To demonstrate this I have applied a variant of the ScrollerView example from the book to various mutliple view scenarios within a TabBar example.
1. FirstViewController assigned to Tab 1 adds the ScrollerView as a subview to itself. When adding theScrollerView subview, FirstViewController must call
-viewWillDisappear
on itself as ScrollerView appears, and -viewWillAppear on the ScrollerView instance it creates. When the ScrollerView subview removes itself it calls -viewWillDisappear on itself (ScrollerView) and sends a notification to FirstViewController to call -viewWillAppear on itself (FirstView). If these direct calls are omitted (or commented out in my project example), the methods are not called. The other situation that is taken into account is switching tabs while the subview is still visible. Switching views in the TabBar calls -viewWillDisappear on the viewController in the tab that it is leaving (FirstViewController in this case). FirstView has no need for the message and should forward it. In the example, the message is passed on to the subview, since that view is in front. When the tab is returned to (Tab 1 in this case), -viewWillAppear is called on FirstViewController which again, must pass it on to its subview.
2. SecondViewController is the basic implementation from the book. As you can see, the -viewWillAppear and -viewWillDisappear methods are called automatically when the tab selection changes.
3. Tab number 3 installs a navigationController into the 3rd tab. Again, the -viewWillAppear and -viewWillDisappear methods are called automatically, as you drill down from and return to the RootController.

All this can be tracked through the NSLog statements.

The link to the project.
https://files.me.com/thepianoguy88/wednub


In addition, to get a sense of how many notifications are constantly being passed around, uncomment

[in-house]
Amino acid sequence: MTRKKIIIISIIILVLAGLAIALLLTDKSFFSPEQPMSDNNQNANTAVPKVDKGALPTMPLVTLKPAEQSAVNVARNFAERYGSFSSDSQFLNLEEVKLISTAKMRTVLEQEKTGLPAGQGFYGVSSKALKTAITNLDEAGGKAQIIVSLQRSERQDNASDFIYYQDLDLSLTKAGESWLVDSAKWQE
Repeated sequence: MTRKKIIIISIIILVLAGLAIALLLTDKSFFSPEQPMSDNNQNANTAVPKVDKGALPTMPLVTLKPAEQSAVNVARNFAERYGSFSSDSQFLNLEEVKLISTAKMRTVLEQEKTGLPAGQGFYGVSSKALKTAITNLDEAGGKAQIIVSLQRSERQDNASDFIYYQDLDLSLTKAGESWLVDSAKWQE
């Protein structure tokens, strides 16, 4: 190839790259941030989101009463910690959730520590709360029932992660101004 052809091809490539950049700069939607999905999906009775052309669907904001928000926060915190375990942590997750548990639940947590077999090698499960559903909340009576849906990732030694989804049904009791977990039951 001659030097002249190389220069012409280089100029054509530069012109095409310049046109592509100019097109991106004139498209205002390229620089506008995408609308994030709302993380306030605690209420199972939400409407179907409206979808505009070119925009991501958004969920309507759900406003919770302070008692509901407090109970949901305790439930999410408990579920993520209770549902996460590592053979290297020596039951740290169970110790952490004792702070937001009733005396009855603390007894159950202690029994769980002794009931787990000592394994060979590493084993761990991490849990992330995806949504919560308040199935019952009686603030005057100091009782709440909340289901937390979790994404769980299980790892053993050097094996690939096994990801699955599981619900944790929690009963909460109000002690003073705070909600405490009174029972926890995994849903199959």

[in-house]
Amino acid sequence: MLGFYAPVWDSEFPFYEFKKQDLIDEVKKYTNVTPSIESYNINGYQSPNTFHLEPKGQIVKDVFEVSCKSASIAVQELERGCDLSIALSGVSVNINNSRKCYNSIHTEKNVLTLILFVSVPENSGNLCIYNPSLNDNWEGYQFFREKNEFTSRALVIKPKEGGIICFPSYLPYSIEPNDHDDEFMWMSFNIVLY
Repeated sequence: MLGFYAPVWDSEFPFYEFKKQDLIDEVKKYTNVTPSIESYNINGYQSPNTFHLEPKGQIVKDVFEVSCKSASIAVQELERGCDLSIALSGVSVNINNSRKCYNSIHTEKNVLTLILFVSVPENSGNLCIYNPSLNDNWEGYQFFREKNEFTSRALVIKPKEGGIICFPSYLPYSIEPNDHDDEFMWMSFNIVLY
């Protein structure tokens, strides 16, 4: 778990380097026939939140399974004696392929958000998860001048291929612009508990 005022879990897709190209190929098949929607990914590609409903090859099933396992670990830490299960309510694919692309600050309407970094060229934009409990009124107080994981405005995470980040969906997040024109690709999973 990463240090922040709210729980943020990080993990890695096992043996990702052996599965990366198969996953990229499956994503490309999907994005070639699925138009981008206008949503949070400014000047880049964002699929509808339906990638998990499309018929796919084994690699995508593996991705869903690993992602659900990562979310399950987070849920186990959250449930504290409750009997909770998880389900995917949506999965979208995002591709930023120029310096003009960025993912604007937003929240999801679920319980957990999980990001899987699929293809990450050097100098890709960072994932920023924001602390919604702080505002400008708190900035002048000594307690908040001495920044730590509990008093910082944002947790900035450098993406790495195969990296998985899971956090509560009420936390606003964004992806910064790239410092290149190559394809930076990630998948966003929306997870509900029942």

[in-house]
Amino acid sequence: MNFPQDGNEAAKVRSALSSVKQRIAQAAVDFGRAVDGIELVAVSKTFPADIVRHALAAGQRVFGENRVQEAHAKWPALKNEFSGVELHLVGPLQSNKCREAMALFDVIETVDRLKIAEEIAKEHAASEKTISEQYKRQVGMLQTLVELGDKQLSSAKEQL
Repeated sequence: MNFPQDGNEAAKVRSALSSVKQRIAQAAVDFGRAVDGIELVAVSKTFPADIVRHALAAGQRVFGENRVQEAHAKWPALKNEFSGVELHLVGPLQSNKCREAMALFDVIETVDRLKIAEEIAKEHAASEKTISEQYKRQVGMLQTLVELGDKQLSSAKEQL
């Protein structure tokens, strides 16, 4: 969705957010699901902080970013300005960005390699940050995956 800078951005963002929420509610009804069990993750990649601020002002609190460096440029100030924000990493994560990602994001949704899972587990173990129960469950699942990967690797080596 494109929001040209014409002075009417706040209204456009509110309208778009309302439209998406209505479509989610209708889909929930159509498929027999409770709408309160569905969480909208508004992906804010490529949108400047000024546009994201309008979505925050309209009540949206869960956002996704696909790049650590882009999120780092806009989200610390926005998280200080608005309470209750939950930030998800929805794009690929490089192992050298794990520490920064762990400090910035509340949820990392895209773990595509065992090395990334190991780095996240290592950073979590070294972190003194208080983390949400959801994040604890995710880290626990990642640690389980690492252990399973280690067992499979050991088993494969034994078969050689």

// [[NSNotificationCenter defaultCenter] addObserver:self selector:@selector(listNotifications:) name:nil object:nil];
in in the TabBar delegate and check the console as you run the program. You can envision it somewhat like Twitter. All types of messages are constantly being posted, but you only receive the ones you follow.

Finally, the UIKeyboard is a view. More on that later.

Bob

Last edited by thepianoguy; March 7th, 2011 at 03:38 PM..
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Old March 7th, 2011, 11:00 PM
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Hi Bob,
I must pretty much echo my last comment. I believe I'm following what you're saying, though, again, I think it will have much more meaning for me when I'm more advanced, have a greater familiarity w/ the overall environment & can more readily place things in context. I am trying to balance the work-through-the-steps learning of the book w/ reading enough but not too much of the documentation along the way. One of the things which I feel could be better in this book is if it were to point out more specifically in its text which methods are being written from scratch & which are a utilization of the platform. One can work it out by digging back through & checking w/ the option+mouseOver of course, but I think many beginners will not think of this. Further, I think it's rather a missed opportunity--an elucidation of the reasoning behind added methods could help greatly w/ learning. OTOH, there's only so much one can include, :)

I'm almost mixed on looking at your project; I think it's likely a bit much for me w/ how far along I am w/ iOS. Yet I don't want lose track of it & fail to come back to it. Hmm...